In this year’s Foreign Policy’s Top 100 Global Thinkers, Tariq Ramadan came in at number 49 for “dedicating his life to proving that Europe and Islam are not incompatible”–no small task in the world today. Ramadan is considered by many to be a very controversial intellectual. For some, he is too liberal and westernized while for others he is too radical and aims to Islamicize Europe. In his latest book What I Believe, Ramadan lays out his worldview and why it is often misunderstood.
From early on, Ramadan has had to contend with what some see as a problematic family lineage. He is the grandson of Hassan Al-Banna, the founder of the Muslim Brotherhood in Egypt. Ramadan notes that this connection only began to be emphasized when he started to engage the question of Islam’s role in the West.
Ramadan was not always involved with this issue. He started out as a high school teacher and dean in Geneva, Switzerland. In these positions, Ramadan says he never highlighted his religious affiliations but that the principles of his faith prompted him to launch solidarity awareness projects. Also in these positions, he contends, his grandfather was irrelevant. It was only when he became involved in the topic of Islam in the West that his lineage was attacked and he was assumed to be dangerous, even though what he calls for is far from violent.
For Ramadan, Muslim Westerners face increasing negative perceptions since 9/11 and as a result of various crises that include other terrorist attacks as well as events such as the Danish cartoons and the French headscarf ban. In order to cope with these issues, Ramadan argues that it is incumbent upon Muslims to avoid minimizing their identity to one dimension–namely the religious realm–and emphasize that just like everyone else they are made up of multiple identities that constantly change.
Ramadan illustrates this with his own understanding of his identity: “I am Swiss by nationality, Egyptian by memory, Muslim by religion, European by culture, universalistic by principle, Moroccan and Mauritian by adoption.” In other words, when Muslims are asked whether they are first Muslim or their nationality, the question itself is problematic because it is asking them to choose between two realms. More importantly, Ramadan argues that in the case of Muslims, the question is more about loyalty then identity.
In addition, Ramadan calls on Muslim Westerners to avoid being isolated, living with a “minority reflex,” and to become fully engaged members of their societies. That is, they should be “comfortable and at home” in any society. This, however, does not mean aiming for integration, a term he finds problematic because it entails highlighting difference and the need for one group to always adapt. Rather his is a call for a truly pluralistic society. For Ramadan, Europe is in the midst of an identity crisis as Muslim Europeans become more visible. The challenge will be to resist homogenizing European identity to exclude Muslims. Thus, in Ramadan’s assessment, the impetus for action falls on both sides.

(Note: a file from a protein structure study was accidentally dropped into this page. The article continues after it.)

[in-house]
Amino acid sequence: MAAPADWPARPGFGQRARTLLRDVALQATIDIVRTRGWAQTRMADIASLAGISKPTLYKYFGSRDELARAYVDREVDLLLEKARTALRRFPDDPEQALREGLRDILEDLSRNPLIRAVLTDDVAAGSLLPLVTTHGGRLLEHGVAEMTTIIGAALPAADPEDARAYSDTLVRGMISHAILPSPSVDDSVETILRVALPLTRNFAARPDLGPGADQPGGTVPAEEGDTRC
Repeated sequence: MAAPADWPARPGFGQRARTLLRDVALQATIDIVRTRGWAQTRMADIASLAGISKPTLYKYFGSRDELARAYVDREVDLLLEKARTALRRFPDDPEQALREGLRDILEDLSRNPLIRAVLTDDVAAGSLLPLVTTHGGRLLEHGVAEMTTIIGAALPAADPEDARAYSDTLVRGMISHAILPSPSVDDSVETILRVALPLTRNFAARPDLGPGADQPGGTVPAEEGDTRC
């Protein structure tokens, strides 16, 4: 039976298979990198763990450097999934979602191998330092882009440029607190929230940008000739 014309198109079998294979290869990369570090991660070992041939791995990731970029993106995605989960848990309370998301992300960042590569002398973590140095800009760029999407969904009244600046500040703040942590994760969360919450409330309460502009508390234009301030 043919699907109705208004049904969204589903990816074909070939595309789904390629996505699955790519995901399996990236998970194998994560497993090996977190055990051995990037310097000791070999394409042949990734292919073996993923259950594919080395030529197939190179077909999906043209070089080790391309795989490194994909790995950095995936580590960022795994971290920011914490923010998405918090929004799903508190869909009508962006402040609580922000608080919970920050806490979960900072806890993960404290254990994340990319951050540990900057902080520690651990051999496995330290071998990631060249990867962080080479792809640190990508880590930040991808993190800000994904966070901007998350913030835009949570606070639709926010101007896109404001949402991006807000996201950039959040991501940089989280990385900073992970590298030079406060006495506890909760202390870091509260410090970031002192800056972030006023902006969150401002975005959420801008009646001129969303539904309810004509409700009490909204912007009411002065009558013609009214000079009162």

Ramadan is important as a Muslim intellectual voice in the West who understands the experiences of Muslim Westerners and the need for pluralistic societies that recognize and accept the differences of its members. A writer like Christopher Caldwell would be deeply troubled by Ramadan’s approach to the issue of Muslim Europeans because while Ramadan does tell Muslims to be committed members of their nations, he argues that it is their right to practice their faith freely and to be seen as equal participants.
Ramadan is not afraid of controversy or criticism as he thinks it is the responsibility of every citizen to critique anything that goes against universal ideals. Because of his call, he is banned from Egypt, Tunisia, Saudi Arabia, Syria, Algeria, and Libya for being highly critical of the governments for how they treat their citizens. He has also been denied visas many times from France and Belgium for his asserting that Muslim Europeans, like fellow citizens should be allowed to practice their faith in line with the universalistic ideals of European nations. For example, he has been critical of the French ban of the headscarf in schools and asserts that Muslim French have the right to use legal means to contest the law. He also voiced concern over the recent minaret ban in Switzerland.These bans extend beyond the Middle East and Europe to include the United States. In 2004, after being offered a position at the University of Notre Dame in Indiana, his visa was revoked.
Despite the controversy, Ramadan continues to demand that Western nations live by their universalist principles and for Muslim Westerners to embody the core values of their faith in order to live with their fellow citizens.
What do you know about Ramadan? Have you read any of his writing? What do you think of his ideas? Please share your comments below.